This $675 billion is used for schools, hospitals, Head Start, WIC (Women, Infant, and Children), Solid Waste Management Grants, Section 8 Housing Vouchers, Native American Training and Employment and other programs for healthcare, education, housing, food and income security.  The amount given to a city or state for those programs depends on the number of individuals living in those cities/states based on the census count.

Unfortunately, some of the very people who are most impacted by the programs may be missed in the counting. These include children under five, low income households, immigrants, and rural residents.  Many people in these populations distrust the government and fear that they will be in danger from giving their information. The reality is that Census Data is required by law to be confidential. Individual responses cannot be shared with other government agencies but must be reported in statistical summary format only.  Other government agencies will not be given this information.

This is the first year that the census will be conducted on-line.  Invitations will be mailed to households with instructions on how to respond.  One person from each household will respond for all the members of the household. In our motherhouses and care centers, the administrators will submit information for each of the residents.  As a general rule, individuals will be counted where they live regardless of their relationship with the owner of the house or person submitting the information.

If you know or work with someone who is hesitant to respond to the census, please share this information with them and encourage them to be counted.  Everyone deserves to be counted!

Posted in News, Peace & Justice Blog

Justice Blog

Blog by Sr. Carol Ann Spencer, OP

In last week’s blog, Barbara Kane  noted that on November 12,2019, the Supreme Court  will hear oral  arguments about the legality of DACA (Deferred Action for Childhood Arrivals ) program.  Some background to this important issue  may be helpful.

In 2012, the Department of Homeland Security initiated the DACA  program for certain undocumented individuals who came to the United States as children and met several  guidelines.  DACA was patterned after the DREAM Act, bipartisan legislation that was initiated more than a decade ago but has  not  become law.  The purpose of  DACA was to utilize prosecutorial  discretion  to provide undocumented persons who were brought to the United States when they were children with temporary relief from deportation and work authorization.  The status expires after two years, subject to renewal.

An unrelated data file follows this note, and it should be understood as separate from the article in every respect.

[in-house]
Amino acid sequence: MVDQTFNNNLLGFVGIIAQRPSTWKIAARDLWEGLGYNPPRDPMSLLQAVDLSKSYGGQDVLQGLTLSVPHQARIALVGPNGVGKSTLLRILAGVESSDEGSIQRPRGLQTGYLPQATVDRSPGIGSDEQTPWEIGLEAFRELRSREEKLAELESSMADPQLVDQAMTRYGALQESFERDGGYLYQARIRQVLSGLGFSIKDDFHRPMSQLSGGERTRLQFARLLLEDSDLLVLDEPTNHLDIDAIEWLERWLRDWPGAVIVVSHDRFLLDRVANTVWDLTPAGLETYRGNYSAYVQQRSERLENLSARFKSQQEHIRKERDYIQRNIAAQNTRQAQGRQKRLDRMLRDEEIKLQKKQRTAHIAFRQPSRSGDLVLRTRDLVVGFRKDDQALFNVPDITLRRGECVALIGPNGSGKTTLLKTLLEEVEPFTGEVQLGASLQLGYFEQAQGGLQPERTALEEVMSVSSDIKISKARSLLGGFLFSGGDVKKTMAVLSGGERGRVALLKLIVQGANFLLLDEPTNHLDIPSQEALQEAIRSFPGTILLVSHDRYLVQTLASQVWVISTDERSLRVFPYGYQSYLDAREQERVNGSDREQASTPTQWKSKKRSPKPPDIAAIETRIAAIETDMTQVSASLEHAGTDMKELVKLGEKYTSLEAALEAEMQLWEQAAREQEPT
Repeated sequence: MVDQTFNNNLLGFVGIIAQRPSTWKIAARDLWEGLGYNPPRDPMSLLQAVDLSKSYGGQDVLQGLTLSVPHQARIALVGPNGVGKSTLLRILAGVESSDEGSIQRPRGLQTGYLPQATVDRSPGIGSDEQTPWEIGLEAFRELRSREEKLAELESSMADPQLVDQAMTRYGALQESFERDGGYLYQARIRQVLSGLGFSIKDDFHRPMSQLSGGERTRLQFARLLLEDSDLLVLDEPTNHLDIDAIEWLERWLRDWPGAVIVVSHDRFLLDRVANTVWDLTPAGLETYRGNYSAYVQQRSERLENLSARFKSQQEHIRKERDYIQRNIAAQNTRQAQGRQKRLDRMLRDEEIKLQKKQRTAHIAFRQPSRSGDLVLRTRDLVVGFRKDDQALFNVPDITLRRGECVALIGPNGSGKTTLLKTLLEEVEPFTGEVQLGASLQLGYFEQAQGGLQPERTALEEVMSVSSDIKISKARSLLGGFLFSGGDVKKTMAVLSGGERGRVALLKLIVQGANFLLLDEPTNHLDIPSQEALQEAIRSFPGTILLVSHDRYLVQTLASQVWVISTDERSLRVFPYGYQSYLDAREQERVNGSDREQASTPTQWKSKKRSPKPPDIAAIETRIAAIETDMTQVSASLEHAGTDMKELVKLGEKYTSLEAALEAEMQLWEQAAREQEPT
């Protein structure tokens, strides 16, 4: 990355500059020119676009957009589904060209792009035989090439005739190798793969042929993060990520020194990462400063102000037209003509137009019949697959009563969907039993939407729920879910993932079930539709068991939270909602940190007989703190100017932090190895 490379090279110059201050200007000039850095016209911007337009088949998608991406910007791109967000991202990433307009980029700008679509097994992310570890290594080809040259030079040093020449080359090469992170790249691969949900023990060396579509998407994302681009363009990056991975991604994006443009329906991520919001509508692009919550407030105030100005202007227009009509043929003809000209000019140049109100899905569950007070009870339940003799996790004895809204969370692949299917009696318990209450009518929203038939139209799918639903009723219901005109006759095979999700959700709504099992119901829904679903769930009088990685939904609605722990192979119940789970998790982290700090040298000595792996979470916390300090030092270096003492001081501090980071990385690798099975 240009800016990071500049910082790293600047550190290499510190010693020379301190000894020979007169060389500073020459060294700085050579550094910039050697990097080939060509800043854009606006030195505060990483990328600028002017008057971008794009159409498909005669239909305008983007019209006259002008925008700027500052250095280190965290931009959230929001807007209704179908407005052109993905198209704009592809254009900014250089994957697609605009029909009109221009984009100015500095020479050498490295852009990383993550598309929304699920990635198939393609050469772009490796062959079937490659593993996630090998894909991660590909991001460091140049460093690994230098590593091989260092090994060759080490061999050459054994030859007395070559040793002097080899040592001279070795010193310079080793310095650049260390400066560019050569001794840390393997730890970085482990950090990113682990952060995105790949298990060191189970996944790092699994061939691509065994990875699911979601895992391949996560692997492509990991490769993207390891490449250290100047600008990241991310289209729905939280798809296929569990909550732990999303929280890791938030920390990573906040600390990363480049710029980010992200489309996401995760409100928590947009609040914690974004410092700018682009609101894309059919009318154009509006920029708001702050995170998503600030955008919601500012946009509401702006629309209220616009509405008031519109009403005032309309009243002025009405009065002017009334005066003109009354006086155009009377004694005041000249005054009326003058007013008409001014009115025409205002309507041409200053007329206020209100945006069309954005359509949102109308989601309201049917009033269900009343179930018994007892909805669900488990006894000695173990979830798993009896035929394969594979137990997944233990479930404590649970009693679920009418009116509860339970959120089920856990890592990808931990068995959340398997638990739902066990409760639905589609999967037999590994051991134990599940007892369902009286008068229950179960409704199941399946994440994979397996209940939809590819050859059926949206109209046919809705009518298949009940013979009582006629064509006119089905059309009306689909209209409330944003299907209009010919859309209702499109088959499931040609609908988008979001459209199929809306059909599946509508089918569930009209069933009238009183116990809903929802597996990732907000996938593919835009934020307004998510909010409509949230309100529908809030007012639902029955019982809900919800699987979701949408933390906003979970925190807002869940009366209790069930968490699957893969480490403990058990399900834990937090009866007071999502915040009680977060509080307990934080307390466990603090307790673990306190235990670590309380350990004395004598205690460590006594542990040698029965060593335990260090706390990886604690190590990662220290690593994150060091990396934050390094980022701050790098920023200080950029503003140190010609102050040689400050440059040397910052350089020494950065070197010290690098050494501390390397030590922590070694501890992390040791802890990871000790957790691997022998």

The current administration announced termination  of the DACA program on September 15,2017.  While this termination is now the subject of litigation and multiple nationwide preliminary injunctions, these are only partial and temporary.  This situation has  created  much anguish and uncertainty.  Dreamers are young people who include DACA  recipients, as well  as other undocumented individuals of  similar age group who were brought to the United States by their parents  as children.  They are contributors to our country,veterans of our military, academic standouts in our universities, and leaders in our parishes. .  Dreamers are woven into the fabric of our country and our Church, and are, by every social and human measure, American youth.

We believe that the dignity of every  human being, particularly that of youth and families, must be protected and we believe that our nation has a moral  responsibility to provide a path to citizenship ,not only for DACA and the Dreamers, but for all those with Temporary Protected Status.  Use every opportunity to call on your members of Congress to find  a bipartisan legislative solution to protect all these young people and hardworking  families and pray that our Supreme Court will support the legality of DACA so that we may, once again , make a move to become a WELCOMING NATION.

Posted in News, Peace & Justice Blog